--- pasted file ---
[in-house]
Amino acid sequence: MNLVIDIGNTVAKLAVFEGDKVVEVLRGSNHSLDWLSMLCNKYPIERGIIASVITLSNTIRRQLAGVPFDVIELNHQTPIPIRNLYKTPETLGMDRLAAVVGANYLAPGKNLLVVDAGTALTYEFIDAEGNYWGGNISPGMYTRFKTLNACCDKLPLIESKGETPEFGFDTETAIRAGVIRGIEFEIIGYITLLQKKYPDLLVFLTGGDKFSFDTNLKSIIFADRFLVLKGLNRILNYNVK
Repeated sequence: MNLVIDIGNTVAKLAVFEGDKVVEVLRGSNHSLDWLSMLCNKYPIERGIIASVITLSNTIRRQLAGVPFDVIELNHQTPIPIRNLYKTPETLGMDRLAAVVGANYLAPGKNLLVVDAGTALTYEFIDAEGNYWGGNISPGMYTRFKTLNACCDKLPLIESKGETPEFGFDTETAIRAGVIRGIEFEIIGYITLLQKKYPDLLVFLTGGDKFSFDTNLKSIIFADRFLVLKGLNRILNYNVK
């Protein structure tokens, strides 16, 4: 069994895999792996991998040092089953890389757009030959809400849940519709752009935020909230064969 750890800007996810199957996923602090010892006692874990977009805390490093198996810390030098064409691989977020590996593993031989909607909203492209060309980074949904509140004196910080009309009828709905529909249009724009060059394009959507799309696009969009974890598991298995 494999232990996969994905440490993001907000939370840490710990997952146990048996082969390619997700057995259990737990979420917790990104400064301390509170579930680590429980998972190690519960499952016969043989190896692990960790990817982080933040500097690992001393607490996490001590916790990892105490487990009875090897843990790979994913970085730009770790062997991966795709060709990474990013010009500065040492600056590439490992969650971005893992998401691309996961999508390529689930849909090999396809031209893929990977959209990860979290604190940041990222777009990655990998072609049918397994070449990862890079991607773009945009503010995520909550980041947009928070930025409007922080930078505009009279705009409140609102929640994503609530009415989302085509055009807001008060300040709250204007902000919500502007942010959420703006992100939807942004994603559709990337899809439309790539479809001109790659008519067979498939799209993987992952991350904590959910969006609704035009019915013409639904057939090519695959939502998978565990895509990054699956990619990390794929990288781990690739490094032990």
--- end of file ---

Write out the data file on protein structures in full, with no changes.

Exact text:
[in-house]
Amino acid sequence: MNLVIDIGNTVAKLAVFEGDKVVEVLRGSNHSLDWLSMLCNKYPIERGIIASVITLSNTIRRQLAGVPFDVIELNHQTPIPIRNLYKTPETLGMDRLAAVVGANYLAPGKNLLVVDAGTALTYEFIDAEGNYWGGNISPGMYTRFKTLNACCDKLPLIESKGETPEFGFDTETAIRAGVIRGIEFEIIGYITLLQKKYPDLLVFLTGGDKFSFDTNLKSIIFADRFLVLKGLNRILNYNVK
Repeated sequence: MNLVIDIGNTVAKLAVFEGDKVVEVLRGSNHSLDWLSMLCNKYPIERGIIASVITLSNTIRRQLAGVPFDVIELNHQTPIPIRNLYKTPETLGMDRLAAVVGANYLAPGKNLLVVDAGTALTYEFIDAEGNYWGGNISPGMYTRFKTLNACCDKLPLIESKGETPEFGFDTETAIRAGVIRGIEFEIIGYITLLQKKYPDLLVFLTGGDKFSFDTNLKSIIFADRFLVLKGLNRILNYNVK
């Protein structure tokens, strides 16, 4: 069994895999792996991998040092089953890389757009030959809400849940519709752009935020909230064969 750890800007996810199957996923602090010892006692874990977009805390490093198996810390030098064409691989977020590996593993031989909607909203492209060309980074949904509140004196910080009309009828709905529909249009724009060059394009959507799309696009969009974890598991298995 494999232990996969994905440490993001907000939370840490710990997952146990048996082969390619997700057995259990737990979420917790990104400064301390509170579930680590429980998972190690519960499952016969043989190896692990960790990817982080933040500097690992001393607490996490001590916790990892105490487990009875090897843990790979994913970085730009770790062997991966795709060709990474990013010009500065040492600056590439490992969650971005893992998401691309996961999508390529689930849909090999396809031209893929990977959209990860979290604190940041990222777009990655990998072609049918397994070449990862890079991607773009945009503010995520909550980041947009928070930025409007922080930078505009009279705009409140609102929640994503609530009415989302085509055009807001008060300040709250204007902000919500502007942010959420703006992100939807942004994603559709990337899809439309790539479809001109790659008519067979498939799209993987992952991350904590959910969006609704035009019915013409639904057939090519695959939502998978565990895509990054699956990619990390794929990288781990690739490094032990």